What are some of the main impacts of the pandemic on health care providers’ mental health?
Burnout and depression are two of the biggest concerns I have for my health care worker colleagues, with the most devastating consequence being an increase in suicidal ideation and behavior. It is well-established that health care workers, irrespective of specialty, are at increased risk of suicide compared to the general population.
Efforts to prevent and treat mental illness and promote the physical and mental wellness of health care workers need to be a national priority. I encourage health care workers to speak with their supervisors and ask their human resources team about local resources available to them.
What are some of the ways society can prioritize mental health?
Ways to address the epidemic of mental illness include research, access and advocacy.
Research: It is imperative we learn about the most effective, patient-centered and resource-efficient ways to prevent and treat mental illness on a large scale. Supporting research into these conditions is especially important now during the pandemic.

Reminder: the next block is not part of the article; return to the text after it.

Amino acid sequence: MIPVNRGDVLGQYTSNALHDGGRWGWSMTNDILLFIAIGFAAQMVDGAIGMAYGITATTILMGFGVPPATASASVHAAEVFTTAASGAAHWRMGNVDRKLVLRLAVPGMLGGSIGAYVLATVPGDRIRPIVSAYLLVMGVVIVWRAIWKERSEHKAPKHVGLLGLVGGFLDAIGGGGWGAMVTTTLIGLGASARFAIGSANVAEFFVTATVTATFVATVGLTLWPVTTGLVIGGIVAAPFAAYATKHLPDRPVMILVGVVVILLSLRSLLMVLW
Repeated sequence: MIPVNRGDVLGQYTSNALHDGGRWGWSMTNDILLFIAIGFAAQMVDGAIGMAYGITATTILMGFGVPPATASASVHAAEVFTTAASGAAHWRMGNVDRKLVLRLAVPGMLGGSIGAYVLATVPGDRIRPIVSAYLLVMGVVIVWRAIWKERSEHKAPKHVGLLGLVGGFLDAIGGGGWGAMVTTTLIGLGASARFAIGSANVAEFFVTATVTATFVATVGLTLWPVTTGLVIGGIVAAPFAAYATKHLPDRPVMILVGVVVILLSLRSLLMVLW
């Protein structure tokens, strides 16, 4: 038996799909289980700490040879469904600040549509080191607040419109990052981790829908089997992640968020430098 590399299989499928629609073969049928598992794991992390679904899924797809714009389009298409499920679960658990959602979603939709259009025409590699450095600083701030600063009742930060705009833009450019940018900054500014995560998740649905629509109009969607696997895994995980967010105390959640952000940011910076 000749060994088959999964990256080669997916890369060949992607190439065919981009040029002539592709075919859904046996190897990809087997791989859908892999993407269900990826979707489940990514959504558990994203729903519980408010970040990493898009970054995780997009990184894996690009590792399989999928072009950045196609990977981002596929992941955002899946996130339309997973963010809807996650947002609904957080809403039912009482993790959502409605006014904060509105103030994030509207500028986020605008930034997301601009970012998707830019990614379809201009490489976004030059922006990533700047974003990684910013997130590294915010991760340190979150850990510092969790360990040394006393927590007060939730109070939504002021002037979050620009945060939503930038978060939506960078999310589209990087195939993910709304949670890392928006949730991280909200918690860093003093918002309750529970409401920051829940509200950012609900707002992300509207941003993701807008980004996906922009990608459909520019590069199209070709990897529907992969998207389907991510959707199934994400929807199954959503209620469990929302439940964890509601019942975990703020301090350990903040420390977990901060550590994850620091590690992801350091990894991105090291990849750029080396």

Access: There is a shortage of mental health specialists to provide clinical care. Efforts to increase the numbers of psychiatrists, psychologists, social workers and others who work to improve mental health should be encouraged. Additionally, there are many evidence-based online programs and apps that address depression, anxiety, insomnia and stress.
Advocacy: If people agree that efforts to boost research and access to care is important, they can make sure they are registered to vote in the next election, and they also can contact their state and federal representatives.
Mental Health Resources
Call 9-1-1 in a life-threatening emergency.
Confidential behavioral health crisis lines are available to anyone experiencing a mental health crisis or seeking support to help someone else in crisis.
Southern Arizona: 520-622-6000 or 1-866-495-6735 (TDD/TTY: 1-877-613-2076)
Maricopa County: 602-222-9444 or 1-800-631-1314
Northern Arizona: 1-877-756-4090
Tohono O’odham Nation: 1-844-423-8759
Crisis Text Line: Text HOME to 741741
Walk-in crisis services are available:
In Tucson at Banner-University Medical Center Crisis Response Center (at Banner-UMC South), 2802 E. District St.
In Phoenix at Connections Health Solutions, 1201 S. 7th Ave. Suite 150.
Non-crisis support is available through Warm Lines:
Pima County: 520-770-9909
Maricopa County: 602-347-1100
National Suicide Prevention Lifeline: 1-800-273-8255
Physician Support Line: 1-888-409-0141
University of Arizona employees can visit Life & Work Connections Support and Resiliency Hub page
Many other resources are available through NAMI Arizona.